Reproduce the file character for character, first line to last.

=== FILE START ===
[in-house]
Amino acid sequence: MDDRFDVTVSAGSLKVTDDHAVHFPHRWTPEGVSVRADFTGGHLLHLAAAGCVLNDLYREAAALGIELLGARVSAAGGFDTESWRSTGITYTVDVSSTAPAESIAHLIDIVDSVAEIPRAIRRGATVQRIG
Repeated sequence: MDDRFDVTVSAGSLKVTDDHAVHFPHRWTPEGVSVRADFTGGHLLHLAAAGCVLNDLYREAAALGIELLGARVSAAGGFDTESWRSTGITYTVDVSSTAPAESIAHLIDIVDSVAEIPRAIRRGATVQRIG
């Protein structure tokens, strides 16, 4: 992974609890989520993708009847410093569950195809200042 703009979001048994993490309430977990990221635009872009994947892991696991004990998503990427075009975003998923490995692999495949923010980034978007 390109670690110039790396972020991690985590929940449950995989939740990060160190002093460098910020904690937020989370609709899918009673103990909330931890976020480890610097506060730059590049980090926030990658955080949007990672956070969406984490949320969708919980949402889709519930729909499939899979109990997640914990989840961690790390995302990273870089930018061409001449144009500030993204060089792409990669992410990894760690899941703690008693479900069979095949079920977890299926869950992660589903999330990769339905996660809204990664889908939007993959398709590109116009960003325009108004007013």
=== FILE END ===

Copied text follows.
[in-house]
Amino acid sequence: MDDRFDVTVSAGSLKVTDDHAVHFPHRWTPEGVSVRADFTGGHLLHLAAAGCVLNDLYREAAALGIELLGARVSAAGGFDTESWRSTGITYTVDVSSTAPAESIAHLIDIVDSVAEIPRAIRRGATVQRIG
Repeated sequence: MDDRFDVTVSAGSLKVTDDHAVHFPHRWTPEGVSVRADFTGGHLLHLAAAGCVLNDLYREAAALGIELLGARVSAAGGFDTESWRSTGITYTVDVSSTAPAESIAHLIDIVDSVAEIPRAIRRGATVQRIG
């Protein structure tokens, strides 16, 4: 992974609890989520993708009847410093569950195809200042 703009979001048994993490309430977990990221635009872009994947892991696991004990998503990427075009975003998923490995692999495949923010980034978007 390109670690110039790396972020991690985590929940449950995989939740990060160190002093460098910020904690937020989370609709899918009673103990909330931890976020480890610097506060730059590049980090926030990658955080949007990672956070969406984490949320969708919980949402889709519930729909499939899979109990997640914990989840961690790390995302990273870089930018061409001449144009500030993204060089792409990669992410990894760690899941703690008693479900069979095949079920977890299926869950992660589903999330990769339905996660809204990664889908939007993959398709590109116009960003325009108004007013």